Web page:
Rissole Potatoes (like at the Palace Cafe!)

Rissole Potatoes video (scroll down for recipe)

Chris and I have been to New Orleans a few times together and we always have at least one meal at the Palace Cafe. They have the best rissole potatoes I’ve ever had.

Traditionally, they are new potatoes peeled bare, parboiled, then crisped in butter. At the Palace Cafe, they just strip a little belt off of each potato, so you get some crispy skin, too. And of course the lazy bones in me loves that there’s that much less peeling to do. Whether you choose to peel completely or not, rissole potatoes are a simply elegant side dish perfect served along with a steak or a lamb chop.

You might also like these smashed roasted potatoes with bacon, mustard and thyme.

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Rissole potatoes recipe

rissole potatoes


Rissole Potatoes (like at the Palace Cafe!)

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  • Author: Hilah Johnson
  • Yield: 4 1x


  • 1 pound small new red potatoes
  • 3 tablespoons butter
  • 1/2 teaspoon salt
  • 1/2 teaspoon black pepper
  • 2 tablespoons fresh minced herbs


  1. Peel a strip from around the center of each potato, like you’re taking off its “belt”.
  2. Place partially peeled potatoes into a pot and cover with water. Put over high heat and cover with a lid. Boil for 8 minutes until almost tender. Drain.
  3. Back into the pot, add the butter over medium heat. Add potatoes and swirl the pan to coat in butter. Cook for about 8-10 minutes, swirling occasionally until all sides are browned.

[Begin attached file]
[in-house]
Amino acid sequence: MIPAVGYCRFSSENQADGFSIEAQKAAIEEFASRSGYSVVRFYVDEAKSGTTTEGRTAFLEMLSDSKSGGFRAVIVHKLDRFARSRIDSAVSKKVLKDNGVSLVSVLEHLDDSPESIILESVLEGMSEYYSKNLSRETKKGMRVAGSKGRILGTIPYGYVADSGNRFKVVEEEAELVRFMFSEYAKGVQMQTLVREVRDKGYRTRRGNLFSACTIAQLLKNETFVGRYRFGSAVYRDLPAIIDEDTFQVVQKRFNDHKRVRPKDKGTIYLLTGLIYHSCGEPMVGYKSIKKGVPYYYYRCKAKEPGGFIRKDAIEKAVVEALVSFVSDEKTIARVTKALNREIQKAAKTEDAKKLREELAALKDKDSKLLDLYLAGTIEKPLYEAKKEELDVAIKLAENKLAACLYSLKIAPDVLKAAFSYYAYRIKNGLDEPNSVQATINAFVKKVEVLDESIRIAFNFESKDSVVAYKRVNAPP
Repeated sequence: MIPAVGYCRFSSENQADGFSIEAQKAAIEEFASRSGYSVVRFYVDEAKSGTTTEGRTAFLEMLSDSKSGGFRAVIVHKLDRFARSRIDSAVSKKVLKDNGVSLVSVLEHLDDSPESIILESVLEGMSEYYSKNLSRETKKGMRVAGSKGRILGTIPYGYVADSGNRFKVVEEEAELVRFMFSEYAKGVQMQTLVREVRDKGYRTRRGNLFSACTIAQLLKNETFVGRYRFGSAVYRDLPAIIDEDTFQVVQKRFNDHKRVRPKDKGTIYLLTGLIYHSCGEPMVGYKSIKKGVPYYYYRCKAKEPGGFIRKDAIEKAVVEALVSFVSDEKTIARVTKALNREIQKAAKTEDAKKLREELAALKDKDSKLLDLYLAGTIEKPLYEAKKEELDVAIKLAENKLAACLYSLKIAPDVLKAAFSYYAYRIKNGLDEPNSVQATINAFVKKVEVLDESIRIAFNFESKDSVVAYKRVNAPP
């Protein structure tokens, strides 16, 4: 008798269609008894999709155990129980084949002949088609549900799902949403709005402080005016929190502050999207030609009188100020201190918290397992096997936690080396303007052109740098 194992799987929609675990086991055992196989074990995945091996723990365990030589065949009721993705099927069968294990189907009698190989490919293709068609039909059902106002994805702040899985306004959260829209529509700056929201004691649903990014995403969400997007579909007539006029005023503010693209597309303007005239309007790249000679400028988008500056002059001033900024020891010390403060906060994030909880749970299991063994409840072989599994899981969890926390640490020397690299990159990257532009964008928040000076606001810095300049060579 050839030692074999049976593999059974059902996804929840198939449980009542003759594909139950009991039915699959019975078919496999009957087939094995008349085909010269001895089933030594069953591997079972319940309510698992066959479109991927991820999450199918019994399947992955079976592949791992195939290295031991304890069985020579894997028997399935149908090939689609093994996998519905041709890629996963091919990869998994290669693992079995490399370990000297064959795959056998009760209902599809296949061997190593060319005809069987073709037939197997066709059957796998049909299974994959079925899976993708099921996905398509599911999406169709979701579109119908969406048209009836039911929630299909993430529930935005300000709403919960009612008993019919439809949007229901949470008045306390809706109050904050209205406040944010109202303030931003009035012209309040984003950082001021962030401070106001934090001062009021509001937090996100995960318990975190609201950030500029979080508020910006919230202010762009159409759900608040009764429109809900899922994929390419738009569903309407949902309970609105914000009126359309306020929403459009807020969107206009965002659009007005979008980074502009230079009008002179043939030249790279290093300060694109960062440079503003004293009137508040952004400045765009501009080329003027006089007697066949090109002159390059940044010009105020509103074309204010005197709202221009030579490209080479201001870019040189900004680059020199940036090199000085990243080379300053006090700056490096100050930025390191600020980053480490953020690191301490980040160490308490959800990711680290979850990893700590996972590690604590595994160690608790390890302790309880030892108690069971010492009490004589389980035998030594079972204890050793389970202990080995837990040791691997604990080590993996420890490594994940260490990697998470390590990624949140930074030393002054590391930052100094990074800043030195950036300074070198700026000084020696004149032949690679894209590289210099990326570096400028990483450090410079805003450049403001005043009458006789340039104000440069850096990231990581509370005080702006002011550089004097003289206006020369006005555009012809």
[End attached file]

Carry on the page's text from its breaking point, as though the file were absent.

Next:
4. Sprinkle with salt, pepper and herbs.

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  1. pat Soltis on April 14, 2016 at 1:12 pm


    Do you know of an Argentine restaurant owner named Francis Mallmann? Eight or nine years ago he published a cookbook entitled “Seven Fires: Grilling the Argentine Way.”

    In the book he gives a somewhat similar recipe for baby potatoes: Don’t bother peeling them. Parboil them for about ten minutes or until the point of a knife penetrates easily; then, while they’re still hot, smack each one with the flat side of a heavy knife, just hard enough to crack them open a bit. You don’t want to break them apart. Toss them in a bowl with good olive oil, then drop them into a medium-hot skillet with just the oil that adheres to them. Don’t touch for eight minutes; then flip them over and cook for four minutes more. Sprinkle with sweet, unsmoked paprika.

    Mallmann suggests serving these with pan-seared octopus, but octopus is kind of a pain to handle and cook. Squid rings are more cook-friendly; if you have a sufficiently large skillet, you can push the potatoes to one side and drop the squid (lightly tossed with oil) onto the vacant side for the final four minutes that the potatoes cook. Paprika on the squid too.

    Baby BLUE potatoes make an interesting variation. In that case I use just a light sprinkle of black pepper instead of the paprika.



    • Diane on April 14, 2016 at 4:37 pm

      Wow, this sounds fantastic!

  2. birdman on April 17, 2016 at 6:20 pm

    Mint with potatoes… who knew? It’s a little weird but I love it. I made a double recipe, but probably didn’t need to double the butter. I think 4-5 Tblsp would’ve been enough. Or, since my potatoes were a little larger than yours, if I’d cut them in half maybe they would’ve soaked up more. In any case, this recipe is definitely a keeper.

    • Hilah on April 18, 2016 at 9:23 am

      So glad to hear that, Birdman!

  3. guy c kaldis on April 17, 2022 at 10:18 am

    cooked 3 lbs. of little potatoes using Argentinian method. we will see what the family thinks at 4 pm/

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